Cylinders in Fires

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Gas cylinders are designed to safely contain a gas inside a closed container. If exposed to extreme heat, all gas cylinders are at risk of failure and may fail with an explosive force. Fire and Rescue Services (FRS) are aware of this and have safe methods for dealing with gas cylinders involved in fires.

If the contained gas is flammable, or is oxygen, this can considerably increase fire loads. But disolved Acetylene (DA) has distinct properties which require special precautions. The direct heat of a fire may, in extreme circumstances, initiate decomposition of Acetylene. This is an exothermic (heat creating) reaction, which can cause a DA cylinder to reheat after the fire is extinguished.

From 2003 until November 2012, and only in the UK, FRS had what has since proven to be a somewhat excessive precaution for DA cylinders, which involved water cooling them for at least 24 hours, during which a hazard zone of 200 metres radius was usually maintained throughout. Whilst very safe, this often led to major disruption, which, in turn, prejudiced safety away from the incident.

Acetylene is the most flexible oxy-fuel gas and is used across multiple welding and metal cutting applications.

Put simply, there is no replacement for it and when handled, stored and transported correctly, Acetylene is perfectly safe and has been invaluable to industry for over one hundred and sixty years.




What could Acetylene suppliers do?

BCGA members offered various initiatives to help:-

In 2006, BCGA bought together senior members of the Fire Service, together with various Government Departments and Agencies, to work together towards a solution, which led on to the BAM research project detailed below.

BCGA have developed a document providing advice on dealing with cylinders in fire - BCGA L 6

Special retro-reflective marking tape is being applied to DA cylinders, to help the FRS identify DA more easily.

The UK's DSEAR (Dangerous Substances Explosive Atmospheres) Regulations require users to undertake a comprehensive risk assessment that mandates the use of flashback arrestors (it is not clear that all users are fully aware of DSEAR). BCGA fully endorses the mandatory use of flashback arrestors.

BCGA has developed a simple risk assessment model for oxy-acetylene users - BCGA TIS 15

A full DSEAR risk assessment model is summarized in BCGA GN 13.

BCGA has made agreement with EBAY to ban the sale of DA cylinders through their site as a way of restricting access to the product by untrained and unskilled individuals.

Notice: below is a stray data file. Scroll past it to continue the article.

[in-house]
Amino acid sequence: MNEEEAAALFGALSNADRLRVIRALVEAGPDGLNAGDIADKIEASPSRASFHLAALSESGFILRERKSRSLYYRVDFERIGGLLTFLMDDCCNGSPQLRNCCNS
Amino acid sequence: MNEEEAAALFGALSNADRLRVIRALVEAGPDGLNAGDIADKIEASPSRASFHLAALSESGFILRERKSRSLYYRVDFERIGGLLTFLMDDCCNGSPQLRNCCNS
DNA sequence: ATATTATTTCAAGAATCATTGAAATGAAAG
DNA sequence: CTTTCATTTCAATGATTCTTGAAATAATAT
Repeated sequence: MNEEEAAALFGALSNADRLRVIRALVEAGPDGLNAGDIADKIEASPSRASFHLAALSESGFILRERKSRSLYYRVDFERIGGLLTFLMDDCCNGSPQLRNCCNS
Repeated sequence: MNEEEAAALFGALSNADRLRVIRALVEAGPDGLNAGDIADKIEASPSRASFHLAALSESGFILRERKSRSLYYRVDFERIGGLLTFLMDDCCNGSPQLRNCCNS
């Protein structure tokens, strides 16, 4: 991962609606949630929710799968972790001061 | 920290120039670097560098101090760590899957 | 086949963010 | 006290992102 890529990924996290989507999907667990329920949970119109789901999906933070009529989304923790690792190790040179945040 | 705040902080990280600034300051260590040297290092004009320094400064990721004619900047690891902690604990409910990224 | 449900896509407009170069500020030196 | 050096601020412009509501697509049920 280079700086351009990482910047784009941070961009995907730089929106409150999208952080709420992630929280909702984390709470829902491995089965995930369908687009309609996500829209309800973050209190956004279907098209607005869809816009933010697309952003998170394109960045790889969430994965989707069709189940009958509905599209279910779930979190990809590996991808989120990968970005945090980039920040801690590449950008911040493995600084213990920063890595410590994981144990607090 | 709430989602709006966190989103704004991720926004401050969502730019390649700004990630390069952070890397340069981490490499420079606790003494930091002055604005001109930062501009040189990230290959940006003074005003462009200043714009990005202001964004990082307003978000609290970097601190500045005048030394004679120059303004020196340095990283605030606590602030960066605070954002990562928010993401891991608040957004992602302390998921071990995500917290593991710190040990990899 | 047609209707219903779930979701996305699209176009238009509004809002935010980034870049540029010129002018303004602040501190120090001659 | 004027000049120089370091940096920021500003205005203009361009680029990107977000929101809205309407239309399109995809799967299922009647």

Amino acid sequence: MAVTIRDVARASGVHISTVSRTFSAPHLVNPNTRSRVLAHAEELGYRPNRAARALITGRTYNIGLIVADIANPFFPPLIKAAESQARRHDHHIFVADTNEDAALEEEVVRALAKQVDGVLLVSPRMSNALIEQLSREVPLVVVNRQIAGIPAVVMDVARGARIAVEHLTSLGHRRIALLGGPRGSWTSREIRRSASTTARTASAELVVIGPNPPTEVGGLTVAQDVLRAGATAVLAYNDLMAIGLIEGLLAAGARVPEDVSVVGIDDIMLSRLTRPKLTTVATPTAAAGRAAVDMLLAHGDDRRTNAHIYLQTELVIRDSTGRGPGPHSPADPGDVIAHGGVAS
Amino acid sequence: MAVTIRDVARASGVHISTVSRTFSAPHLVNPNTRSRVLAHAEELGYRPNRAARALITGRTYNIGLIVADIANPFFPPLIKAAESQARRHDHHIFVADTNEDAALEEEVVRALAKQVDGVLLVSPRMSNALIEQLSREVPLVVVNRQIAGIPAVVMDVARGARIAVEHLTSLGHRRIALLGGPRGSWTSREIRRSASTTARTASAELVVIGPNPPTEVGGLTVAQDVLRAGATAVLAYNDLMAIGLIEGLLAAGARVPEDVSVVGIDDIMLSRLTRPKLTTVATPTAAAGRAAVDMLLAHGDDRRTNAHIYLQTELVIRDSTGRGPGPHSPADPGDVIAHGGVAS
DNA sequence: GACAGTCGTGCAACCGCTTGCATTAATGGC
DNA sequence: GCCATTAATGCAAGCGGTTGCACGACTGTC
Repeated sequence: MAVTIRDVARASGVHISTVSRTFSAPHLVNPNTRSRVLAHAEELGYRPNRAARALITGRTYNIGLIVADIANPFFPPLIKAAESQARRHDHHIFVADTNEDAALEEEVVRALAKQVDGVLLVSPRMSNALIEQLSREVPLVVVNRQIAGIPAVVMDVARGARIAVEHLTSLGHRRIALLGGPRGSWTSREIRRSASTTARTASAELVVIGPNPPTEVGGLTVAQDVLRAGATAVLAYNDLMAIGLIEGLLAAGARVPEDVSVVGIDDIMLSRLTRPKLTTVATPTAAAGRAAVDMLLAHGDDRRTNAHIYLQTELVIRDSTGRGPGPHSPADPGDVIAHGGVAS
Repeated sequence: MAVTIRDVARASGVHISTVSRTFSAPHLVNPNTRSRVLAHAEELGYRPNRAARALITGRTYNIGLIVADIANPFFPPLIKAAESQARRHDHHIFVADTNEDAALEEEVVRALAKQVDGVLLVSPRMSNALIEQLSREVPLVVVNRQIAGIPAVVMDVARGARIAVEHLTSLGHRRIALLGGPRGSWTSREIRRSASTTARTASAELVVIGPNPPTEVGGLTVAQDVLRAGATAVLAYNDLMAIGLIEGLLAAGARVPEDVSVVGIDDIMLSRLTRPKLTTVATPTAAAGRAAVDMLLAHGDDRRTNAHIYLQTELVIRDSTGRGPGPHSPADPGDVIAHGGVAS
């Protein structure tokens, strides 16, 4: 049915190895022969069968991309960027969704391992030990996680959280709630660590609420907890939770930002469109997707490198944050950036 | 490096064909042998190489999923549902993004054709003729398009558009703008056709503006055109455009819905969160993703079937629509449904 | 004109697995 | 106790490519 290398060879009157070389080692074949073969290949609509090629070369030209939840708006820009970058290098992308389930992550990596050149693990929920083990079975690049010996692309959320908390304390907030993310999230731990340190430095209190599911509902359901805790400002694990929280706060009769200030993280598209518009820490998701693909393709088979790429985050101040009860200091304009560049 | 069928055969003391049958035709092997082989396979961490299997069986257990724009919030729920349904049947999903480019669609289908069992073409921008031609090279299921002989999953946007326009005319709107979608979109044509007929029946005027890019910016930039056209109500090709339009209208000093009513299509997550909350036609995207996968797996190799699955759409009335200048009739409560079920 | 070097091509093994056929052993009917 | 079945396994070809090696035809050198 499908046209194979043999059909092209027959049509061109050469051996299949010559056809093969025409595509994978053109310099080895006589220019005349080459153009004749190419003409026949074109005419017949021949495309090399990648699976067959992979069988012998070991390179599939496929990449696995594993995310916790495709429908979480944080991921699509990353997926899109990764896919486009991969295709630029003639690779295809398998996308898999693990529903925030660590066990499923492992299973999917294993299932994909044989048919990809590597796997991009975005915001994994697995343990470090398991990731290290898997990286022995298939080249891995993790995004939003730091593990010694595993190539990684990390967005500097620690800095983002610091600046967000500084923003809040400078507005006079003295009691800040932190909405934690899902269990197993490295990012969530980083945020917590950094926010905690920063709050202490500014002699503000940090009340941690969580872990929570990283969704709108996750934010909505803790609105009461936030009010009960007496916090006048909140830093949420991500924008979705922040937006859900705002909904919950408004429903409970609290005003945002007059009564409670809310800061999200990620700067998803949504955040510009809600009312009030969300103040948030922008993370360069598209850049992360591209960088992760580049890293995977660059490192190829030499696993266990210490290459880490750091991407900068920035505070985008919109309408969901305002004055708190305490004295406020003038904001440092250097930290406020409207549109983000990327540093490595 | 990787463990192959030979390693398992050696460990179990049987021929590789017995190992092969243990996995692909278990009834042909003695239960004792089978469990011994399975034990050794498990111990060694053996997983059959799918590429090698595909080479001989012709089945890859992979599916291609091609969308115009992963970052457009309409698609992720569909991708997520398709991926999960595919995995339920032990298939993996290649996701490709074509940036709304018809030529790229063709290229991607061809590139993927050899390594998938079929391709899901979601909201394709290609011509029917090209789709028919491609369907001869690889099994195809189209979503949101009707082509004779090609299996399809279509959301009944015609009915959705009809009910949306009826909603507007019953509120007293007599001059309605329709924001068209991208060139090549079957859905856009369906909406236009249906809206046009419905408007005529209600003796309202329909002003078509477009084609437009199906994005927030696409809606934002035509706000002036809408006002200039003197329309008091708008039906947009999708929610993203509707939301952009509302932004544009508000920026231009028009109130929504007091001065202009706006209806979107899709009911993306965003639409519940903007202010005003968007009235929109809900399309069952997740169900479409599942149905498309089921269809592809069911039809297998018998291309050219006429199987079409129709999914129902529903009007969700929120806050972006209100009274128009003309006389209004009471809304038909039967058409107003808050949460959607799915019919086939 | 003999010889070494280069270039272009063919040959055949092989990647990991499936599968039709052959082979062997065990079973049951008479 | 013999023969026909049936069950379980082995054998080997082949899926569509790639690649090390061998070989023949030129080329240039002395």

BCGA will continue to help the Fire and Rescue Services by providing expert advice and emergency response on acetylene incidents from member companies Competent Persons.

BCGA has also advised on the potential effects of mechanical impact to Acetylene cylinders, which will help Police and Highways Agency staff when dealing with road traffic incidents. In summary, cold impact to an unheated Acteylene cylinder CANNOT initiate decomposition.


Acetylene Regulations

The new Acetylene Safety (England and Wales and Scotland) Regulations - SI 2014 No. 1639 - came into force on 1 October 2014 and included a very important new provision which MANDATES the use of proper flashback arrestors on oxy-acetylene sets.

The Health & Safety Executive (HSE) provide guidance on the safe use of acetylene, along with a range of additional information, on their website.

A copy of the regulations can be downloaded here.



Five Stakeholder parties, namely BCGA, DfT, HSE ,TFL and, latterly, CFOA funded major research conducted over 2008 and 2009, by BAM, the German Federal Institute for Materials Research and Testing. BAM is world renowned in Acetylene science and research.

Their task was to find out, with certainty - after how many hours of realistic cooling can we be sure that no decomposition can be ongoing and therefore that it is safe to close out an incident completely?

The results from the BAM work may be summarised as follows:-

  • Mechanical impact alone CANNOT initiate acetylene decomposition.
  • Decomposition of acetylene cannot be initiated until at least 350°C, meaning that only a cylinder which has been exposed to direct fire impingement can be at any risk.
  • Polymerization reactions of acetylene can occur at temperatures below 300°C, but these are pressure-reducing reactions and therefore not of concern to FRS.
  • BAM confirmed that the previous 24 hour cooling had been very excessive and that 1 hour cooling was more than enough in the vast majority of Acetylene incidents.

The BAM work was discussed extensively with the Fire Service and with DCLG's expert panel of consultant Professors and a recommendation was accepted that 1 hour cooling, followed by a further 1 hour monitoring precaution would be more than prudent. This agreed with the empirical evidence found at real incidents.

The Executive Summary report on BAM's work may be viewed by clicking here.

And BAM's Opinion on the revised 1+1 hour protocol may be viewed by clicking here.

The conclusions of the BAM work were incorporated into new UK FRS HazMat guidance published in November 2012. The gases section of this guidance may be viewed by clicking here.

The findings of the BAM Research is of Global significance to both Fire and Rescue Services and others alike and we trust that the new UK protocol may be adopted in other countries too and thereby mitigate needless disruption.

Download the full document from the government website.


FRS Acetylene Training Video

And finally, in the early part of 2015, BCGA cooperated with The Fire Service College and CFOA to produce a new FRS Acetylene Training DVD, which may be viewed below.